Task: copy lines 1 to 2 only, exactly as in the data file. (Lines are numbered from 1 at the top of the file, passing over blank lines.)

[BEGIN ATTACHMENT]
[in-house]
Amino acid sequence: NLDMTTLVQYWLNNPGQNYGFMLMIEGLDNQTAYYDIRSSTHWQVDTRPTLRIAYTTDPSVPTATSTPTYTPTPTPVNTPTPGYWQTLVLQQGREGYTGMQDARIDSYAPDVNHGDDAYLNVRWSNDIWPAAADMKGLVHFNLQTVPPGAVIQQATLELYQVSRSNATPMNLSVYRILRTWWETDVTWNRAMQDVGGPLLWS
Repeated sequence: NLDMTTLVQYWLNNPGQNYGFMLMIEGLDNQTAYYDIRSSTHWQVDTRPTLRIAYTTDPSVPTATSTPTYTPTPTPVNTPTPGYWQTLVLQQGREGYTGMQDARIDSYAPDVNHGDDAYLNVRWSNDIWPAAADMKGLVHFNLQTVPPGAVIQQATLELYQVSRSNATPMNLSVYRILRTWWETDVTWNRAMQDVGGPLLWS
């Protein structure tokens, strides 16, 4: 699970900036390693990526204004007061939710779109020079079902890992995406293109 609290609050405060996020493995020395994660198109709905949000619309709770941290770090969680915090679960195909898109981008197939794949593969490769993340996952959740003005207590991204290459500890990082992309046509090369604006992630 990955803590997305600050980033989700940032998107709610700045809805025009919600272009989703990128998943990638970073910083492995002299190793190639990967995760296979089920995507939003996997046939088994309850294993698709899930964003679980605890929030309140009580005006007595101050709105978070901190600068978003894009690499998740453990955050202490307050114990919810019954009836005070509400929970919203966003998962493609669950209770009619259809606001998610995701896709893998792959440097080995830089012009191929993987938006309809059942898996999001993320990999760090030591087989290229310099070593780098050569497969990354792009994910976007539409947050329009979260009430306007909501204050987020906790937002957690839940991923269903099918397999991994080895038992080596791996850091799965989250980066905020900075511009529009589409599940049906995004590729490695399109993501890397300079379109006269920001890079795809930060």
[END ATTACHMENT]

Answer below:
[in-house]
Amino acid sequence: NLDMTTLVQYWLNNPGQNYGFMLMIEGLDNQTAYYDIRSSTHWQVDTRPTLRIAYTTDPSVPTATSTPTYTPTPTPVNTPTPGYWQTLVLQQGREGYTGMQDARIDSYAPDVNHGDDAYLNVRWSNDIWPAAADMKGLVHFNLQTVPPGAVIQQATLELYQVSRSNATPMNLSVYRILRTWWETDVTWNRAMQDVGGPLLWS